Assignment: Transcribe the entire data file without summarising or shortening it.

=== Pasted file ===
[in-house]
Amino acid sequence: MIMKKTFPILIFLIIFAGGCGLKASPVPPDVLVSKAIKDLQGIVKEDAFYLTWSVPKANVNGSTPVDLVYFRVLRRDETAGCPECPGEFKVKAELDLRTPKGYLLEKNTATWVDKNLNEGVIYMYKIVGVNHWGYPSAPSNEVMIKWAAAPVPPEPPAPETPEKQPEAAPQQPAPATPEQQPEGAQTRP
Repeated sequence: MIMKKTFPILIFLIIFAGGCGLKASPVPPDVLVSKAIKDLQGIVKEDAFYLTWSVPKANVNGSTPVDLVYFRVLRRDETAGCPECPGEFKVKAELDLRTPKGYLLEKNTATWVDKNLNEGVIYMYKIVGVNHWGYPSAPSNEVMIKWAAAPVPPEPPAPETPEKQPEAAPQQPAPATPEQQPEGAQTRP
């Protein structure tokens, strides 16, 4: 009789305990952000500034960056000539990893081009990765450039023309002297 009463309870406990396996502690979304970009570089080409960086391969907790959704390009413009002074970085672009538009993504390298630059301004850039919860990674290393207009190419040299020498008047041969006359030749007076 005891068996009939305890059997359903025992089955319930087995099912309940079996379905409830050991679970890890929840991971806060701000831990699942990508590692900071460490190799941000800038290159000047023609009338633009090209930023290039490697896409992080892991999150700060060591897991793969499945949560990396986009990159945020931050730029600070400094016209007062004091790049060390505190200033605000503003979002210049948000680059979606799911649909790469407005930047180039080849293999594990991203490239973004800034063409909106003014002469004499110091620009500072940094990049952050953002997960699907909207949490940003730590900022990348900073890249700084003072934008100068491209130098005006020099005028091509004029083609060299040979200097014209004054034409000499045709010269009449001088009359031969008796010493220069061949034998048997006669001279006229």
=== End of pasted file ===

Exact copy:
[in-house]
Amino acid sequence: MIMKKTFPILIFLIIFAGGCGLKASPVPPDVLVSKAIKDLQGIVKEDAFYLTWSVPKANVNGSTPVDLVYFRVLRRDETAGCPECPGEFKVKAELDLRTPKGYLLEKNTATWVDKNLNEGVIYMYKIVGVNHWGYPSAPSNEVMIKWAAAPVPPEPPAPETPEKQPEAAPQQPAPATPEQQPEGAQTRP
Repeated sequence: MIMKKTFPILIFLIIFAGGCGLKASPVPPDVLVSKAIKDLQGIVKEDAFYLTWSVPKANVNGSTPVDLVYFRVLRRDETAGCPECPGEFKVKAELDLRTPKGYLLEKNTATWVDKNLNEGVIYMYKIVGVNHWGYPSAPSNEVMIKWAAAPVPPEPPAPETPEKQPEAAPQQPAPATPEQQPEGAQTRP
């Protein structure tokens, strides 16, 4: 009789305990952000500034960056000539990893081009990765450039023309002297 009463309870406990396996502690979304970009570089080409960086391969907790959704390009413009002074970085672009538009993504390298630059301004850039919860990674290393207009190419040299020498008047041969006359030749007076 005891068996009939305890059997359903025992089955319930087995099912309940079996379905409830050991679970890890929840991971806060701000831990699942990508590692900071460490190799941000800038290159000047023609009338633009090209930023290039490697896409992080892991999150700060060591897991793969499945949560990396986009990159945020931050730029600070400094016209007062004091790049060390505190200033605000503003979002210049948000680059979606799911649909790469407005930047180039080849293999594990991203490239973004800034063409909106003014002469004499110091620009500072940094990049952050953002997960699907909207949490940003730590900022990348900073890249700084003072934008100068491209130098005006020099005028091509004029083609060299040979200097014209004054034409000499045709010269009449001088009359031969008796010493220069061949034998048997006669001279006229």